This is important for the user experience. Let’s suppose that you have a false positive SLA of 1 in 100 total messages (1% FP SLA), spam + non-spam, and this is explicitly called out. Let’s also suppose that the user gets 10,000 messages and that 50 of them are legitimate and 9500 of them are spam. A spam filter could mark all 50 messages as spam and still be within the false positive SLA (50/10,000 = 0.5%) even though to the end user, their experience is a very negative one. Yet if the spammers all sent only 2010 messages and that same filter marked only 40 legitimate messages as spam, the FP rate is 40 / 40 legit + 2010 spam = 40 / 2500 = 1.6%. This same filter is now outside of the published SLA and is therefore in violation of it. However, the total amount of good messages marked as spam is less than before! In other words, the user gets more legitimate mail into their inbox but the FP SLA is determined to be worse! That makes no sense measuring it that way because it is not dependent on the legitimate mail that the user gets, but the amount of spam that the user gets. A user doesn’t want to see spam in their inbox and would never mark it as an actual false positive, they only care about legitimate mail that they wanted to receive marked as spam. The results are also counterintuitive because a user might get more mail that they want to see and fewer false positives, yet by this definition the filter is worse.
Why are FP SLAs implicitly defined as total messages instead of total legitimate messages? I think it’s because of marketing and achievability. 1 in 250 thousand messages is huge! 1 in a third of a million is huger yet! And one in a million? That’s astronomical! As humans, we cannot really comprehend numbers that large and so they are used to get us to think that false positives never occur. We all know that we will never win the lottery because the odds are so heavily weighted against it, we cannot fathom it. We also know that we don’t want false positives and so these huge rates are given to make us think that while it is possible, it is not probable. At such a small probability of missing a legitimate message, it will almost never occur or maybe once or twice per year.
But on the technical side, everyone who works with spam filters knows that false positive rates on spam filters are always higher than we would like. No matter what we do, we always occur false positives. Make it more aggressive and FPs pile up like nobody’s business. We don’t really think that 1 in a million legitimate messages marked as a false positive is possible, but 1 in a million total messages is, because the volume of spam to non-spam is so much higher in spam to non-spam. If 90% of email is spam these days, then 1 false positive in a million total messages is really 1 false positive in 100,000 legitimate messages. That’s no where near as good as the advertised rate. It’s still pretty high, but humans can fathom 100,000 a lot better than they can fathom a million. It just doesn’t sound anywhere near as impressive.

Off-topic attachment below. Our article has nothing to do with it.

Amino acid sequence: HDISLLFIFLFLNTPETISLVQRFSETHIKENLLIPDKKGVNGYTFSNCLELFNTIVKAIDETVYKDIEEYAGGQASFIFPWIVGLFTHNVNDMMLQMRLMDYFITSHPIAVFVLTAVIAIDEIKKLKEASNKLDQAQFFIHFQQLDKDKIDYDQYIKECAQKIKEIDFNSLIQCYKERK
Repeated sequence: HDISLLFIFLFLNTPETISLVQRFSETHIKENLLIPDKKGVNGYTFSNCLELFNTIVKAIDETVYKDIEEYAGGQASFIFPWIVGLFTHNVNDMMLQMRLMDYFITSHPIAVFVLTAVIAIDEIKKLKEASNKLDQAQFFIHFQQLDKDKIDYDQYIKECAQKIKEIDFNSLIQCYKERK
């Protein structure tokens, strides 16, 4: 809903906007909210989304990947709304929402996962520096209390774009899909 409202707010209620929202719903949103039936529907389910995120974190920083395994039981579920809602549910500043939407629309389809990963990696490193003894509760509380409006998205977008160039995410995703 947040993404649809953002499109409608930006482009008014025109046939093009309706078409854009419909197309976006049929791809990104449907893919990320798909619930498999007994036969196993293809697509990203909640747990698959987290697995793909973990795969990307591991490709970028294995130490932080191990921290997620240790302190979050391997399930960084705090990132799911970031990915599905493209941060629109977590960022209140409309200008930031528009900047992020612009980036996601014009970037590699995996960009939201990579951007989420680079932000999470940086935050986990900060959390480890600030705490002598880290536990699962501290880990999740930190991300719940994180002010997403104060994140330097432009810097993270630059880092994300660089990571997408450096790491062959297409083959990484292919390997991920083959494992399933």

Luckily, on the technical side, this lower rate is achievable. Unfortunately, the perception that we are achieving the higher rate (i.e., the fake rate) it is not based upon reality. We can fudge the FP rates because we are using a definition of it that allows us to achieve it. Unfortunately, unlike the stock market, we are allowed to get away with it, and I find that personally frustrating. Pretty much no one is going to come back and ask us if our FP rate is per legitimate messages or total messages. In the markets, I can’t go and define my success as picking stocks that go down but at least I felt good about it. If I’m losing money, then that is the reality. There’s nothing to hide behind.
If no one on the marketing side asks too many questions and the definition of an FP rate is ambiguous, industry can get away with publishing such high FP rates based upon a faulty definition – we all do it, and nobody is going to be the first to step forward and lower their FP rates by 90%. That would be a public relations nightmare.
However, in my view, this needs to stop. Industry needs to start using the true definition of false positive rates and start publishing those, or at least measure it internally and use that as a benchmark.